Covid-19 is set to fuel pricing momentum in Europe at the upcoming 1.1 renewal despite the region being spared from large natural catastrophe events, but there are some lines that need more firming, Jean-Jacques Henchoz told The Insurer.

Jean Jacques Henchoz – Hannover Re

The Hannover Re chief executive is the latest senior industry executive to feature on The Insurer’s The Best Policy podcast.

According to Henchoz, the market in Europe has “stabilised”.

Talking about upcoming renewal discussions, he said: “The new point which comes into the discussion is of course the Covid-19 pandemic, which will likely have an impact on some business lines in Europe, particularly business interruption.  

“From that point of view, I think the price momentum will gain in 2021 and will also affect the European market, which is beginning to get rectified,” he added.  

The reinsurance industry has experienced years of margin erosion, which the market is keen to correct. 

In part down to the low nat cat loss event and part to do with the “ample capacity” in the market, prices have remained low and inadequate for some time. 

“It’s been a buyers’ market for a number of years and rates have declined for that period,” said Henchoz. “But we are seeing some catch-up.

“I think the interest rate environment is also a driver of change as it affects everyone and will need to be included in the equation as we price the business,” he added. 

However, outside of Europe, Henchoz stressed “that some of the lines need more firming”.  

He said: “If I take the high excess casualty lines or commercial auto, particularly in the US, the profitability is not yet there. Here, we would need to see some more firming of rates to make it interesting in the reinsurance sector.”  

Henchoz is cautious because of potential headwinds and further social inflation in casualty lines.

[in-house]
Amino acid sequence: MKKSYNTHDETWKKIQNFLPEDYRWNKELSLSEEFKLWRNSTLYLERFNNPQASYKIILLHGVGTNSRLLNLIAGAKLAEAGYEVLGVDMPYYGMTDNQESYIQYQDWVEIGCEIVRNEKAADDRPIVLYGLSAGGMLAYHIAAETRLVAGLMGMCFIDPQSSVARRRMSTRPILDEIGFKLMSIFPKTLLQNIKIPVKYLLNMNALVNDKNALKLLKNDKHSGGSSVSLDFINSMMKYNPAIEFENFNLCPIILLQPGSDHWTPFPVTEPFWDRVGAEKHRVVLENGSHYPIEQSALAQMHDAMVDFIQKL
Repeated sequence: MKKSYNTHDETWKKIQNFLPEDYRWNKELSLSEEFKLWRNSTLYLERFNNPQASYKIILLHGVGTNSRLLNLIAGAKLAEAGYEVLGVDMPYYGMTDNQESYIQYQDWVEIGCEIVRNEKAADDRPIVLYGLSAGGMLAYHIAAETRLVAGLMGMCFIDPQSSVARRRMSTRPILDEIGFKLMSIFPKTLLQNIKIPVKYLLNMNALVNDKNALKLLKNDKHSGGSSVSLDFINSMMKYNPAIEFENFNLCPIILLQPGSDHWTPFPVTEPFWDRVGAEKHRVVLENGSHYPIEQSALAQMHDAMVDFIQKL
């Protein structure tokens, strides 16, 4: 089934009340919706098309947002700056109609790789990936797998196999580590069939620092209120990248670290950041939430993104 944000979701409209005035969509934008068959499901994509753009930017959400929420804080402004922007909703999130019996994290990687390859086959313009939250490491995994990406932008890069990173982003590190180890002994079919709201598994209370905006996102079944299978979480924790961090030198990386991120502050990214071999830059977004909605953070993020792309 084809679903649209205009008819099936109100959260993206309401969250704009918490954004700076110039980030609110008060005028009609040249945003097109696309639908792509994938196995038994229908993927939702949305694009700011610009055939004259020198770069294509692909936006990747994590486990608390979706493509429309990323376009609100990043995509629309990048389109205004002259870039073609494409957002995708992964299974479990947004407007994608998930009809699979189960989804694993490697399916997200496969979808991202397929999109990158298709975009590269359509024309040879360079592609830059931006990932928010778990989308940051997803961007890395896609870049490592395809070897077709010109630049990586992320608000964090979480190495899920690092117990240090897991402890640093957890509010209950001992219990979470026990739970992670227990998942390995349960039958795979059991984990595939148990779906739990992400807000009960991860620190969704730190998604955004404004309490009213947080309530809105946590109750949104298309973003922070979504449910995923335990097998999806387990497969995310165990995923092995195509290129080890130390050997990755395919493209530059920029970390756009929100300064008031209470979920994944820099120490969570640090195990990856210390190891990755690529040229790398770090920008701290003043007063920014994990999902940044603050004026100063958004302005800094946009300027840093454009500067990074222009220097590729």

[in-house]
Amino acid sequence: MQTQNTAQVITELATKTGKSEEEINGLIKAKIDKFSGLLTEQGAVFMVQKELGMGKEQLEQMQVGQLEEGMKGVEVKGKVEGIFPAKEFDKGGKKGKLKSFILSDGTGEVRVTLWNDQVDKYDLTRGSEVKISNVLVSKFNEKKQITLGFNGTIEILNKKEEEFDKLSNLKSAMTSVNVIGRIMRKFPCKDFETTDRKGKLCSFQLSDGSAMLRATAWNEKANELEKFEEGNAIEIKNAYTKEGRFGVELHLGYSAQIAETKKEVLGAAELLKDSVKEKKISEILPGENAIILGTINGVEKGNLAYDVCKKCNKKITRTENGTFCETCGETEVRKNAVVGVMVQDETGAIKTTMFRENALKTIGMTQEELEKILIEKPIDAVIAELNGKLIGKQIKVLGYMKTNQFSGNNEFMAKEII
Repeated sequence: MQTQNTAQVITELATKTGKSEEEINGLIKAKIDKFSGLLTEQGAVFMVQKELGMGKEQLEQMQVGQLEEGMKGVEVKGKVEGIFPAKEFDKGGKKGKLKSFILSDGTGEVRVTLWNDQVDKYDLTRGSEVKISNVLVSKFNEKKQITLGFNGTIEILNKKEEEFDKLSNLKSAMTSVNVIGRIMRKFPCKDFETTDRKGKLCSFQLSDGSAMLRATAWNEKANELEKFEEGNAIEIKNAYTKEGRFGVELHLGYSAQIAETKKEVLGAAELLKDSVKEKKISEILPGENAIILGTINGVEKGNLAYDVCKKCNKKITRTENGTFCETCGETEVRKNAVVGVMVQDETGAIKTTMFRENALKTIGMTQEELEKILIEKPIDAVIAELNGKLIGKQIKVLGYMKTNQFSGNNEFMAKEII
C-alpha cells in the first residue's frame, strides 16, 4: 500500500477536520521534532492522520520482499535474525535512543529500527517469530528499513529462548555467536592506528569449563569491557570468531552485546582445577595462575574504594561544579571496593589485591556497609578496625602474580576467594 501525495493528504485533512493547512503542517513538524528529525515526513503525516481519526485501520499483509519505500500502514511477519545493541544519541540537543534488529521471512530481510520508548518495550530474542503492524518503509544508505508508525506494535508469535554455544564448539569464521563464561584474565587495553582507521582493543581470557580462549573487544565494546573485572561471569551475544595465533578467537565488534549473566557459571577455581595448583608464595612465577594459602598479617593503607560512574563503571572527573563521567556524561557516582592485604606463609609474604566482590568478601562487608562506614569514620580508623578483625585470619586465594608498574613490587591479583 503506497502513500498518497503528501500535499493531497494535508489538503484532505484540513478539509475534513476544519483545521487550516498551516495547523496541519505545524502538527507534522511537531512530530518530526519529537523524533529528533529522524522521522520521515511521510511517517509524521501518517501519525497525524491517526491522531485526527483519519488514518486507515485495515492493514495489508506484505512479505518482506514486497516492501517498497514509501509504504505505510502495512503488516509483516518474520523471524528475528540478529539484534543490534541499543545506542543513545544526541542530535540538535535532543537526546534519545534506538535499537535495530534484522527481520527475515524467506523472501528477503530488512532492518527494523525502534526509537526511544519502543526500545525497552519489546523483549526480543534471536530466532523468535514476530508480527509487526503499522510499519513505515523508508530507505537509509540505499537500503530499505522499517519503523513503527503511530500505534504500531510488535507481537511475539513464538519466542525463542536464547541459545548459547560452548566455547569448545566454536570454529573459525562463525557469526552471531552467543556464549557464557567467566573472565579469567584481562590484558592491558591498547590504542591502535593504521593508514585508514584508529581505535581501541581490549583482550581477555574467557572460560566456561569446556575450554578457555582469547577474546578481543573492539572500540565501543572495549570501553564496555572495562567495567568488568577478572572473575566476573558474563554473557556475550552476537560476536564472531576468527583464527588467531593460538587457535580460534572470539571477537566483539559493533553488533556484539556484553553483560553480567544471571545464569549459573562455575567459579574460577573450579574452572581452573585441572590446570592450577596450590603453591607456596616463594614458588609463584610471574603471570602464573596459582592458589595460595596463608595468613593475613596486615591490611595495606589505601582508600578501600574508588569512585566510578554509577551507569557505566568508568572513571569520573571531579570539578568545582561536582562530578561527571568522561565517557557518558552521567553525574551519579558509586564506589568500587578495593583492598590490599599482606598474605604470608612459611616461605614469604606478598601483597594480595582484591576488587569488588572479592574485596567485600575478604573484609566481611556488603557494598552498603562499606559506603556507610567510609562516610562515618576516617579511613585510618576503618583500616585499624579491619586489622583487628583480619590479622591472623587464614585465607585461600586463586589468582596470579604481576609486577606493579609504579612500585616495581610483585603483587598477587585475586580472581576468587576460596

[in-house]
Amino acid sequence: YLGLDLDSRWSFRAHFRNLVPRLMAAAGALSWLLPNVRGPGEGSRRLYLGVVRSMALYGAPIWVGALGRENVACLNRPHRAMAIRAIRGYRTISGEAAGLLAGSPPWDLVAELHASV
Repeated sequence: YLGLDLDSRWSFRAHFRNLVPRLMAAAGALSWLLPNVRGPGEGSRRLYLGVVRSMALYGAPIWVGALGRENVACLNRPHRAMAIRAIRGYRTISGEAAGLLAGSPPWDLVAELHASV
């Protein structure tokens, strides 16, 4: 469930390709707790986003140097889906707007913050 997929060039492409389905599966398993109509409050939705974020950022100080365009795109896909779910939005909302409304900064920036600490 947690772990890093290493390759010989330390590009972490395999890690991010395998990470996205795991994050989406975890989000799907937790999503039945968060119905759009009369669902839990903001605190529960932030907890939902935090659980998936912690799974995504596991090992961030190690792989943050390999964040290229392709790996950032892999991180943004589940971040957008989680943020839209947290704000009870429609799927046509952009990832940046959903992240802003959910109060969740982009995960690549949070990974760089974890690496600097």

“Some of the lines are very, very tough. We see a delta between ideal price adequacy and what we see in the market,” he said.

Although Covid-19 is driving both positive and necessary rate increases in Europe and elsewhere around the world, the nature of this double-edged sword is that the associated challenges will be around for a long long time and the industry needs to be prepared for that. 

On how long it might take the industry to realise the true impact of Covid-19, Henchoz said it’s a “difficult question to answer.” 

He continued: “At this stage, we’re still in the middle of the crisis and we don’t see an end to it and there’s still this fear of a second wave in some countries. So, it’s very hard to say. If you take the numbers from the industry at Q2, you see a majority which is actually IBNR, so a lot of it is expected to incur over time but it’s booked as reserves. So, as of today we have huge uncertainty on the ultimate loss impact of Covid-19.”

Henchoz said a number of factors will drive the impact of how well the industry will ultimately understand the true cost of Covid, including the possibility of a second wave, further lockdowns and of course how long it will take to produce a globally accessible vaccine. 

“And last, but not least, I think legal uncertainty will take quite some time to be clarified. I think this is the case in BI. There will still be lots of discussions on the wordings and it will take months until we have full certainty around that,” he said. 

Indeed, BI has been the subject of much legal debate as wordings in particular are being heavily scrutinised both publicly and in law courts, with people calling for more transparency and clarity on business interruption wordings. 

“I think at this stage it is more important that we talk to our customers, and have an ongoing dialogue on understanding wordings. In most cases, we have a clear view on our limitations, but there are some areas, particularly in some European markets, where the wordings are not formulated for the case of a pandemic.  

“There’s a lot of interpretation and it’s important that we have an open dialogue with our business partners and try to clarify what was meant and where we have a remaining exposure. I think that’s the focus for now.”  

Going forward, Henchoz said it is important the industry clearly stresses that the risk of a global pandemic and a global lockdown scenario cannot be an insurable event, raising questions on the type of cover and solution the industry could provide.  

 “I think this will be done with the support of public institutions; we need a public/private sector partnership in that field. Discussions are going on as of today, but we need new solutions because the classical commercial insurance market cannot cope with such a massive scenario,” he said, citing France as a country which is moving forward with these conversations.